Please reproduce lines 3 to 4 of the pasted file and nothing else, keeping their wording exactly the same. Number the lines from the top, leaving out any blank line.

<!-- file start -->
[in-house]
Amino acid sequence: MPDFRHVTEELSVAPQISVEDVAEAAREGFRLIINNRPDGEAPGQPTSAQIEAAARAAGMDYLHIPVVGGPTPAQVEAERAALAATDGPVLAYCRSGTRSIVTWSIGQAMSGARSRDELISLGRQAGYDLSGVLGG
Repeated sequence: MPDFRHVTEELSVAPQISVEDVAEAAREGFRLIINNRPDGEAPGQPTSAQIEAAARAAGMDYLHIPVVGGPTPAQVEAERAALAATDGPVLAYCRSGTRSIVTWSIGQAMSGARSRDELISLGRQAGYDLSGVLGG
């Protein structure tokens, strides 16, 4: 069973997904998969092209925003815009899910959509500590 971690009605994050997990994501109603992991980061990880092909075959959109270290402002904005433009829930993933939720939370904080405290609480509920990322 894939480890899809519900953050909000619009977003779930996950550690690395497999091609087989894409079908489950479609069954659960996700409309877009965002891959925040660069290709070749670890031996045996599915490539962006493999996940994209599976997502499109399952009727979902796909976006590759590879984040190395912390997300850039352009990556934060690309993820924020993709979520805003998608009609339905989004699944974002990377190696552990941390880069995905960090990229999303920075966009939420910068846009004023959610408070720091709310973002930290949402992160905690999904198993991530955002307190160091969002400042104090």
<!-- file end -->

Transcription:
Repeated sequence: MPDFRHVTEELSVAPQISVEDVAEAAREGFRLIINNRPDGEAPGQPTSAQIEAAARAAGMDYLHIPVVGGPTPAQVEAERAALAATDGPVLAYCRSGTRSIVTWSIGQAMSGARSRDELISLGRQAGYDLSGVLGG
């Protein structure tokens, strides 16, 4: 069973997904998969092209925003815009899910959509500590 971690009605994050997990994501109603992991980061990880092909075959959109270290402002904005433009829930993933939720939370904080405290609480509920990322 894939480890899809519900953050909000619009977003779930996950550690690395497999091609087989894409079908489950479609069954659960996700409309877009965002891959925040660069290709070749670890031996045996599915490539962006493999996940994209599976997502499109399952009727979902796909976006590759590879984040190395912390997300850039352009990556934060690309993820924020993709979520805003998608009609339905989004699944974002990377190696552990941390880069995905960090990229999303920075966009939420910068846009004023959610408070720091709310973002930290949402992160905690999904198993991530955002307190160091969002400042104090």